Saturn's rings are inside its own Roche Limit - the limit beyond which bodies start disintegrating due to the tidal forces of the parent body. But as every rock in the ring can be regarded as a satellite of Saturn, why are they not disintegrated to smaller constituents? Also, is it possible for a body to hold itself together even within the Roche Limit (maybe due to some cohesive forces holding it together)? I thought it may be the reason for the rocks in Saturn's rings holding themselves together- but then again, I have no reason to believe it may be the case any way. Can someone provide an estimate for what the cohesive forces may be for a metallic rock as a fraction of the internal gravitational forces in it?


2 Answers 2


You've answered you own question. If there are cohesive forces beyond that of simple self-gravitation, then objects can survive intact inside the self-gravitating Roche limit - as does every solid item on the surface of the Earth for example.

Saturn's rings are made of ice, not rocks.

The tensile strength of ice is about $10^6$ N m$^{-2}$.

For a self-gravitating body, the Roche limiting radius is about $$ R_L \simeq 1.4R_p\left(\frac{\rho_p}{\rho_s}\right)^{1/3},$$ where $R_p$ is the radius of the planet and $\rho_p$ and $\rho_s$ are the densities of the planet and satellite respectively. This is for a rigid object. The leading constant would be bit higher at about 2.4, for a fluid.

Thus the self-gravitating Roche limit does not depend on the size of the satellite, it just depends weakly on its density.

However this limit becomes much larger if the cohesive forces holding a body together exceed the gravitational forces. This becomes true for smaller objects because the gravity at the surface of an object does depend on its size, whereas the cohesive forces do not.

A critical size will depend on the geometry, density and tensile strength. Roughly speaking, gravity and the cohesive forces will be equivalent for an satellite of radius $$ r \sim \frac{T}{ \rho_s g},$$ where $T$ is the tensile strength and $g$ the surface gravity. But $$ g \simeq GM_s/r^2 = \frac{4\pi G}{3}\rho_s r$$ Thus $$r = \left(\frac{3T}{4\pi G}\right)^{1/2}\rho_s^{-1}$$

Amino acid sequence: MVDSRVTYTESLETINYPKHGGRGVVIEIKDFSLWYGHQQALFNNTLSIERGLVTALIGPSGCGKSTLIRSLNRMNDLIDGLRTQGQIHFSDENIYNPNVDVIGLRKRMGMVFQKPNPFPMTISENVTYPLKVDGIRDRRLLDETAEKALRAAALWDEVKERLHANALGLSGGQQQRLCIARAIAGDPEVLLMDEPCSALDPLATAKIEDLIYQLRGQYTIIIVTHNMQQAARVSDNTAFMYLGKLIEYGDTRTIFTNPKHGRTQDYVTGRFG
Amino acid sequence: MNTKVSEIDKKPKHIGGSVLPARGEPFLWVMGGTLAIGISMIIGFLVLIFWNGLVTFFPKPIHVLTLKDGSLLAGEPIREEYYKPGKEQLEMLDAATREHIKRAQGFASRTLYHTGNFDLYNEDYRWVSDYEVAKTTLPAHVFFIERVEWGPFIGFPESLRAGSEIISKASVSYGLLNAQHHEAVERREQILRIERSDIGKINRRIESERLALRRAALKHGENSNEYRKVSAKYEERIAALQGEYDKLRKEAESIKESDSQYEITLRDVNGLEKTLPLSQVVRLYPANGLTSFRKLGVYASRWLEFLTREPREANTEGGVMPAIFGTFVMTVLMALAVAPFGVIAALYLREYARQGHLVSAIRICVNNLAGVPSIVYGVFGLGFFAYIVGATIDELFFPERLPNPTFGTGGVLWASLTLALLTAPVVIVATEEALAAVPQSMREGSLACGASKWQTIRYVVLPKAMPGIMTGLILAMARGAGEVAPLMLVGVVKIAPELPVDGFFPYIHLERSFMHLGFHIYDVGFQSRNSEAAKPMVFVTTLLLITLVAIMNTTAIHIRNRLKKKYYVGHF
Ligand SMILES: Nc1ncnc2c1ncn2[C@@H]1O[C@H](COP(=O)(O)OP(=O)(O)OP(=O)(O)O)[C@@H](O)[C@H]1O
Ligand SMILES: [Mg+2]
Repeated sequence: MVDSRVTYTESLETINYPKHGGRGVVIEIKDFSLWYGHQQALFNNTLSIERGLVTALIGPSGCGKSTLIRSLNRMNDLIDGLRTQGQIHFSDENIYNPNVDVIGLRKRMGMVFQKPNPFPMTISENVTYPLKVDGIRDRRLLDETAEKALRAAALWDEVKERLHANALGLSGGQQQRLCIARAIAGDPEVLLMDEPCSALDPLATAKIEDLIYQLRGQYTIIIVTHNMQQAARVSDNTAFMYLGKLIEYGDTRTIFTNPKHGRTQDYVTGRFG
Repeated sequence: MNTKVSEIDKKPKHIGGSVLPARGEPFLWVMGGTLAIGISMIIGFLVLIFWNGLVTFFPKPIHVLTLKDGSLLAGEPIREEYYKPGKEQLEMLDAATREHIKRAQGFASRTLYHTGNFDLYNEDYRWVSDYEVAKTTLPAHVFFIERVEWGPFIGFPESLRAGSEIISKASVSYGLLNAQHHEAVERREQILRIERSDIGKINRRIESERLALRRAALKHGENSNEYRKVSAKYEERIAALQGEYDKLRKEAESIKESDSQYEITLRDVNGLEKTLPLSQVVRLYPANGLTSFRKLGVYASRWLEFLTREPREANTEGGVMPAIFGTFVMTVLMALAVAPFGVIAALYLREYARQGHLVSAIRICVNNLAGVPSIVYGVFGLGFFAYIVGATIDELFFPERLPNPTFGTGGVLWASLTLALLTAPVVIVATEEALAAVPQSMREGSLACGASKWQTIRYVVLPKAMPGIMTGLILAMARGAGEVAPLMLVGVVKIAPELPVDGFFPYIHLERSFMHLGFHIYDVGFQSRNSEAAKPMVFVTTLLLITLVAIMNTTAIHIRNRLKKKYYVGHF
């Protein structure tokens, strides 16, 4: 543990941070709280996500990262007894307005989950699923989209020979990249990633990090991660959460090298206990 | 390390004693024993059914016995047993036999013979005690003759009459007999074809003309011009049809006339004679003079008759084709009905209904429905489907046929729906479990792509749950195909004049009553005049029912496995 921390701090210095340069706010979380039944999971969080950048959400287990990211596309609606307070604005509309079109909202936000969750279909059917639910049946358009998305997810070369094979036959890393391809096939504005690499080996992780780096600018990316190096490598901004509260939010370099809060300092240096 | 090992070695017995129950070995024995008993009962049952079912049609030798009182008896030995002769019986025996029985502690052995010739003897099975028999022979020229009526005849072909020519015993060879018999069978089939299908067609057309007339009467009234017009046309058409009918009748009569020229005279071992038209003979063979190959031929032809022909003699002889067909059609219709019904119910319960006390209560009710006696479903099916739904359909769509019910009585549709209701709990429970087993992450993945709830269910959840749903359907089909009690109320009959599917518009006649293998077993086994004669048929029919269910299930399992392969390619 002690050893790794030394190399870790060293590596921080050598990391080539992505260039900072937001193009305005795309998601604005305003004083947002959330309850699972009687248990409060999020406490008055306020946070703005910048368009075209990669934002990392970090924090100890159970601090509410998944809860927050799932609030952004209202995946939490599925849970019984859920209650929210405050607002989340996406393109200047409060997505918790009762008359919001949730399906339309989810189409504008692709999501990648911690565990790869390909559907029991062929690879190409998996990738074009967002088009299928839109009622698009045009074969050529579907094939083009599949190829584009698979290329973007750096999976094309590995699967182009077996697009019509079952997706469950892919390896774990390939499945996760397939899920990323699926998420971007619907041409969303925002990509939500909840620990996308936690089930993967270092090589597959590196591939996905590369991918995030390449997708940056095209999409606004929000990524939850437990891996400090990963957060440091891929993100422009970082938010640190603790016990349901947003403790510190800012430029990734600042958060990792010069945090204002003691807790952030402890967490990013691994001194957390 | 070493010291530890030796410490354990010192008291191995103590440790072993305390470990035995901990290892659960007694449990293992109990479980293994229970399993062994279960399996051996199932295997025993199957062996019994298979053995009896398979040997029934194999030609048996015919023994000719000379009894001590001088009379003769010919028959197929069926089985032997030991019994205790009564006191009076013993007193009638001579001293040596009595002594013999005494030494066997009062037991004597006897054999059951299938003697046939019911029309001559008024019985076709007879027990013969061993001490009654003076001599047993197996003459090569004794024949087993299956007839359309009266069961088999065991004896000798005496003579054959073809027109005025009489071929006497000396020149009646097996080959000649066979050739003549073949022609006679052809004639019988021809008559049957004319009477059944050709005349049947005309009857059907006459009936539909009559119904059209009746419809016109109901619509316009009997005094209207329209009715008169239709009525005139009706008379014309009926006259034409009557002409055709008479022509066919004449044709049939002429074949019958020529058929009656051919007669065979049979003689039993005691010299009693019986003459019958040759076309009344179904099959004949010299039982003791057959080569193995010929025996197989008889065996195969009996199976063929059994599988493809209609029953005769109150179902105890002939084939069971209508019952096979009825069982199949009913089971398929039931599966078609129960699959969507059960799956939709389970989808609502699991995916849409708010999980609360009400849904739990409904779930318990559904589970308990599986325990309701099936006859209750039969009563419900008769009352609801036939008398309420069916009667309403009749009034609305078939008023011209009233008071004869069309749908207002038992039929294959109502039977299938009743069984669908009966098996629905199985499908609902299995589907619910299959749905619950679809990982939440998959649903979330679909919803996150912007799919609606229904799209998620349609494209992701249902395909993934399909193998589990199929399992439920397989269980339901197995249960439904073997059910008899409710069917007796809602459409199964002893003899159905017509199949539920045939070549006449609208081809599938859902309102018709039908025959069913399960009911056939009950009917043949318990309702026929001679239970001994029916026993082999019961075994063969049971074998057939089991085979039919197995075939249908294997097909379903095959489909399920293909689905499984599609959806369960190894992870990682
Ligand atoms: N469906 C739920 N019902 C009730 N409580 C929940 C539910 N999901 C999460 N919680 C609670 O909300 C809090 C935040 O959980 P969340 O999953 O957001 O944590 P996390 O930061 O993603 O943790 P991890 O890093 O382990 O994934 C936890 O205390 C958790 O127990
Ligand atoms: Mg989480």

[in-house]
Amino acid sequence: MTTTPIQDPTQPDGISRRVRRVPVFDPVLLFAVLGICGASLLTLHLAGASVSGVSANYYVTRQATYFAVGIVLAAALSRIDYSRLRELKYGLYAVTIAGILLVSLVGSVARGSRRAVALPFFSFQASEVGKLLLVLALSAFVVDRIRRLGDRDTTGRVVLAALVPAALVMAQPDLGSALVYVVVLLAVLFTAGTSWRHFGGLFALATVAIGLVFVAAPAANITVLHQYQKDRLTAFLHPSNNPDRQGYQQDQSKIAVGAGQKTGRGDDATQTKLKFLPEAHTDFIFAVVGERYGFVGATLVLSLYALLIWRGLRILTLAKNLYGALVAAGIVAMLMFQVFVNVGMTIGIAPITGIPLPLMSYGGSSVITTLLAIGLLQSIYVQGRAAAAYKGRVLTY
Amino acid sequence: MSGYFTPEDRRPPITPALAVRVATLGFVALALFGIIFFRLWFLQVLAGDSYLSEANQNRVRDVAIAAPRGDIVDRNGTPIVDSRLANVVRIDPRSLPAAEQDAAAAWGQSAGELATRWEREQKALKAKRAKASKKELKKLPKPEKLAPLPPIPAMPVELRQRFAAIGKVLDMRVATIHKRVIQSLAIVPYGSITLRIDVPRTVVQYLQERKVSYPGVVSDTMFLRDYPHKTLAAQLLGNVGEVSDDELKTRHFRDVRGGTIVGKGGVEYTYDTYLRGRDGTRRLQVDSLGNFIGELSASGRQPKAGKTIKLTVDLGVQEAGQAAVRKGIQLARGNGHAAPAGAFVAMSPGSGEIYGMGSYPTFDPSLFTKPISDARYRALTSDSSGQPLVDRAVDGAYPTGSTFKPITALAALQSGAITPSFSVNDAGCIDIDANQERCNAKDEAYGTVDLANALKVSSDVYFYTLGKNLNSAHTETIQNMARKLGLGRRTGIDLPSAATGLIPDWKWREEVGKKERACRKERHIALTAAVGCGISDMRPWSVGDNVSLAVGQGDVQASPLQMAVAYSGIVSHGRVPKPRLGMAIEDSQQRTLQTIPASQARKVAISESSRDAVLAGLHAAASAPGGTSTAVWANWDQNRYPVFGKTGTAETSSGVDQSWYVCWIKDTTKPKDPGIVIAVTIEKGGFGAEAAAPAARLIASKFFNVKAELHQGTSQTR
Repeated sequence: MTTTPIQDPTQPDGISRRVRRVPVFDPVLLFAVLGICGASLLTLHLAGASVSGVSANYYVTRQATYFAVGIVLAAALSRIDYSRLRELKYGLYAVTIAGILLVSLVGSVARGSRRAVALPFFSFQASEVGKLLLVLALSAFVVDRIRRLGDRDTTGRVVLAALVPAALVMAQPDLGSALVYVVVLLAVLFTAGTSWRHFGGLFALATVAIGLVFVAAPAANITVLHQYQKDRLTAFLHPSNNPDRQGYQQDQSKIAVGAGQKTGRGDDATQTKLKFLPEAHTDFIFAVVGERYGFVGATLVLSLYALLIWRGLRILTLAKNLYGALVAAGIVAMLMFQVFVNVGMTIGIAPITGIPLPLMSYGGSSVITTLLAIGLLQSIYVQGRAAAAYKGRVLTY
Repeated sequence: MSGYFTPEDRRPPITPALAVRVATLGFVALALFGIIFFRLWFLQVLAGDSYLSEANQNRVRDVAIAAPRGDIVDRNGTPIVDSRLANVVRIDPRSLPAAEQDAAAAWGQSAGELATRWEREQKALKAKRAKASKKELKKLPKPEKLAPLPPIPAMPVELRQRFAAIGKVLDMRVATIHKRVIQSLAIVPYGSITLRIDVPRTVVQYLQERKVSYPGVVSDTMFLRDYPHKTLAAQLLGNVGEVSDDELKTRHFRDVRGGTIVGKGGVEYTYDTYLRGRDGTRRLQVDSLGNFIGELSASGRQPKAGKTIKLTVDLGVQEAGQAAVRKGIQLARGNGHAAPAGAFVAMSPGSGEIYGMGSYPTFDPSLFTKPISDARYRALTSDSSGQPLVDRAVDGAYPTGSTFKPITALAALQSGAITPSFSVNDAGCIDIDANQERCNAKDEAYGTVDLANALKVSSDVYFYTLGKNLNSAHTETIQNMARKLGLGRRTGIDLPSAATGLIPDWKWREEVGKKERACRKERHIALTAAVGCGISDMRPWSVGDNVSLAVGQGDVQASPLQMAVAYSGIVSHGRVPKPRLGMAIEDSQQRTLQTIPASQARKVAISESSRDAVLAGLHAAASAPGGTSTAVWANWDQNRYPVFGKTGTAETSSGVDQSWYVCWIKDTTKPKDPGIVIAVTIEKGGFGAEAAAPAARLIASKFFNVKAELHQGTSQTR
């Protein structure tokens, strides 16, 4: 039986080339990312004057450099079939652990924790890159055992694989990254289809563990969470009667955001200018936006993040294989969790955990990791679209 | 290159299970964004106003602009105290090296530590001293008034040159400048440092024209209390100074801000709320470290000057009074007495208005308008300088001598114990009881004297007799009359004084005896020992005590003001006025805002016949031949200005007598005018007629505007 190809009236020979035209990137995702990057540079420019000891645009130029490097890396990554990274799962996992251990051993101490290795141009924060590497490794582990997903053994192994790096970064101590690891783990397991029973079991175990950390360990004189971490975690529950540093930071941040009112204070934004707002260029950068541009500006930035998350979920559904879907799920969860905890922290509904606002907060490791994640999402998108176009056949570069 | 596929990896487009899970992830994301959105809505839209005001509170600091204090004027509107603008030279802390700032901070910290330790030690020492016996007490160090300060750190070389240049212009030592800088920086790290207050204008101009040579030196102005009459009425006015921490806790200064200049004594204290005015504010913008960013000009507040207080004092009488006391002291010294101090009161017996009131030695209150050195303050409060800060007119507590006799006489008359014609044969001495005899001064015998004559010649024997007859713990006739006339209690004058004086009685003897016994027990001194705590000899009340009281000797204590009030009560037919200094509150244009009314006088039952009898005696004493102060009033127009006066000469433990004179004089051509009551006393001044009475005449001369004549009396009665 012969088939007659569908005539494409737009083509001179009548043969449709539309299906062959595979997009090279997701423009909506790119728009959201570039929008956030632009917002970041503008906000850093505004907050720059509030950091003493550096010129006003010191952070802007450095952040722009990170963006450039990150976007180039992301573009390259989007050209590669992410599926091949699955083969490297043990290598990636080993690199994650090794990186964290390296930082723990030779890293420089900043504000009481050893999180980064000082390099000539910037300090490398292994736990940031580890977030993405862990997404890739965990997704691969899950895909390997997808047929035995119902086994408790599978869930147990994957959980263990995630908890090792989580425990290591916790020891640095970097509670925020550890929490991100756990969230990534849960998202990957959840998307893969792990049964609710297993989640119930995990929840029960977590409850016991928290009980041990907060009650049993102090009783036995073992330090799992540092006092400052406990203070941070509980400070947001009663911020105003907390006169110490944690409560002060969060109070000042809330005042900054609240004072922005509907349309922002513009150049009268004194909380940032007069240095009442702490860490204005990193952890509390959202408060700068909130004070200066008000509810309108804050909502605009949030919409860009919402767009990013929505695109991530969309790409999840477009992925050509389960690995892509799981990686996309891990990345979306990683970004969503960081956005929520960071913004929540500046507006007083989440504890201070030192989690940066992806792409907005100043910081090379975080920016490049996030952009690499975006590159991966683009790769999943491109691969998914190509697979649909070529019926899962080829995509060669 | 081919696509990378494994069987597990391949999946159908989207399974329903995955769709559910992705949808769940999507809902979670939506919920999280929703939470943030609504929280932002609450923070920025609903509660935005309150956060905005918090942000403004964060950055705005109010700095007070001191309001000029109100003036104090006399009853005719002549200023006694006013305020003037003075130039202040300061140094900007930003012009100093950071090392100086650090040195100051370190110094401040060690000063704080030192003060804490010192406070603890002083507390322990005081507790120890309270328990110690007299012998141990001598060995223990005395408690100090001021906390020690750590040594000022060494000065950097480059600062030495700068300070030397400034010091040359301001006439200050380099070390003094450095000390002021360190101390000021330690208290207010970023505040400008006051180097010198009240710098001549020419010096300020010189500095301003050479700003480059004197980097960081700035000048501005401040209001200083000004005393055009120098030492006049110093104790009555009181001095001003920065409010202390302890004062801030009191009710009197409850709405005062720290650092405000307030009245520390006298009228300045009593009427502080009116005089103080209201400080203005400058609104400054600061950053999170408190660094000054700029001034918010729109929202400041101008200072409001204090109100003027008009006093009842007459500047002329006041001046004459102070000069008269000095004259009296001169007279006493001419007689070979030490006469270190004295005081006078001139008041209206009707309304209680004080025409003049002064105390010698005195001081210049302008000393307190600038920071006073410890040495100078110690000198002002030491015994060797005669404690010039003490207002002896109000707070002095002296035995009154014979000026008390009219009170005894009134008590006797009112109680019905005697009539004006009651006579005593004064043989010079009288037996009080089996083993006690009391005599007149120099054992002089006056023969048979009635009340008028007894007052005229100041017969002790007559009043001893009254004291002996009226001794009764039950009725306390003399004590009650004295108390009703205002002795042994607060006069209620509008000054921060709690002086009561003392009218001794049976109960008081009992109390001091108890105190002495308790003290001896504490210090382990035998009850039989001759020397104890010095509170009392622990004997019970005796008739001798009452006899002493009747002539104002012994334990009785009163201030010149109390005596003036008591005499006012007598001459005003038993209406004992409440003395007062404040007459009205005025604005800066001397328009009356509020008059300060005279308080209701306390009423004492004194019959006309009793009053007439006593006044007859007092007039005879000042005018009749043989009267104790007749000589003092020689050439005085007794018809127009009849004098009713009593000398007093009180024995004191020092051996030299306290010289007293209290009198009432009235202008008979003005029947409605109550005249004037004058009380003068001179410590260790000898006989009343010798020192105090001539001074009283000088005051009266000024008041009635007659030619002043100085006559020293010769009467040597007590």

For ice of density $1000$ kg m$^{-3}$ and $T\sim 10^6$ N m$^{-2}$, then $r = 60$ km.

This rough and ready analysis suggests that ice objects smaller than 60 km could survive inside the self-gravitating Roche limit.

FYI, the innermost named moon of Saturn, Pan, has a radius of about 15 km, an icy composition and is inside the Roche limit. There are other satellites in the ring system (Epithemius, Pandora) with radii of 30-60 km. Whereas the largest inner moon, Mimas with a radius of 200 km, is in an orbit at just over 3 Saturnian radii and outside the Roche limit.

  • $\begingroup$ I am struggling with the example of solid items on the surface of the Earth. If the Earth had no atmosphere, a lightly glued card castle could presumably stand up on the surface. But wouldn't it be pulled apart in an orbit within the Roche boundary? $\endgroup$
    – Connor Garcia
    Jan 8, 2021 at 0:09
  • 2
    $\begingroup$ Whether an object is on the surface or in low Earth orbit orbit does not affect the tidal forces. All objects at the surface of the Earth are inside the Roche limit. The cohesive forces in them are easily sufficient to exceed the tidal force. @ConnorGarcia And the answer is no, it wouldn't be pulled apart, as indeed pieces of card on the international space station are not. $\endgroup$
    – ProfRob
    Jan 8, 2021 at 0:17

tl;dr: Yes, but they must be small.

The reason why is because large bodies, like major moons, break apart at a certain limit from their hosts, using the formula for the Roche Limit: $$d=r\Big{(}2\dfrac{M}{m}\Big{)}^\frac{1}{3}$$

$d$ is the Roche Limit, $r$ is the radius of the satellite, and $M$ and $m$ are the masses of the host and satellite objects, respectively.

If $M$ remains constant, then as $m$ gets smaller, the Roche Limit gets smaller, while if $m$ gets bigger, so does the Roche Limit. The reason why Saturn's rings cannot coalesce into a moon is because they are inside Saturn's Roche Limit for a massive body. But, the ringlets cannot fall apart because the same driving equation prevents the tiny rocks from disintegrating from tidal forces.

I hope this helps.

  • $\begingroup$ Thanks! I had not known that that Roche Limit also depends on the mass of the satellite. I had just assumed (foolishly) that it is constant. $\endgroup$
    – Astro Noob
    Jan 7, 2021 at 14:14
  • $\begingroup$ @AstroNoob If you'd like check this Wikipedia page about the Roche Limit: en.wikipedia.org/wiki/Roche_limit If you think my answer was helpful, you can click on the check mark below the up and down arrows on the left. $\endgroup$
    – WarpPrime
    Jan 7, 2021 at 14:36
  • $\begingroup$ @AstroNoob I don't think this is correct. As you can see from the formula, the Roche limit in fact only depends on the density of the orbiting object (to the power of 1/3). So it doesn't matter if you have a large or small lump of something unless their densities are very different (and to first order, they aren't). $\endgroup$
    – ProfRob
    Jan 7, 2021 at 23:27
  • $\begingroup$ @ProfRob Wasn't there two formulae: the one mentioned here and the other one relating densities on Wikipedia? It seems like both are correct. $\endgroup$
    – WarpPrime
    Jan 7, 2021 at 23:29
  • $\begingroup$ How do you propose to change the mass of your satellite without changing its radius? $\endgroup$
    – ProfRob
    Jan 7, 2021 at 23:30

You must log in to answer this question.

Not the answer you're looking for? Browse other questions tagged .